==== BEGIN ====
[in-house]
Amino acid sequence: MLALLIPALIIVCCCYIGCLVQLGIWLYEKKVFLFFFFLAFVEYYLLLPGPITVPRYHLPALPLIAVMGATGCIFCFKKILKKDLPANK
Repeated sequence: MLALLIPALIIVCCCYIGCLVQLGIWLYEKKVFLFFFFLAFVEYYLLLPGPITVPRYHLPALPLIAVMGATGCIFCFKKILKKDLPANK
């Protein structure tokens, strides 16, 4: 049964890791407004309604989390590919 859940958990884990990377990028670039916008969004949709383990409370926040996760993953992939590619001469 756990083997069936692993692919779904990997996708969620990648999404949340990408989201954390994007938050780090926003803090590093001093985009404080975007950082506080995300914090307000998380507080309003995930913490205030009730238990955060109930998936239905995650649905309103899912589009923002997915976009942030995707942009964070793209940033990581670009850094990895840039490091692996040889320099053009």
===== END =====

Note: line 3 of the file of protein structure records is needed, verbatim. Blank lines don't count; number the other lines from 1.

Repeated sequence: MLALLIPALIIVCCCYIGCLVQLGIWLYEKKVFLFFFFLAFVEYYLLLPGPITVPRYHLPALPLIAVMGATGCIFCFKKILKKDLPANK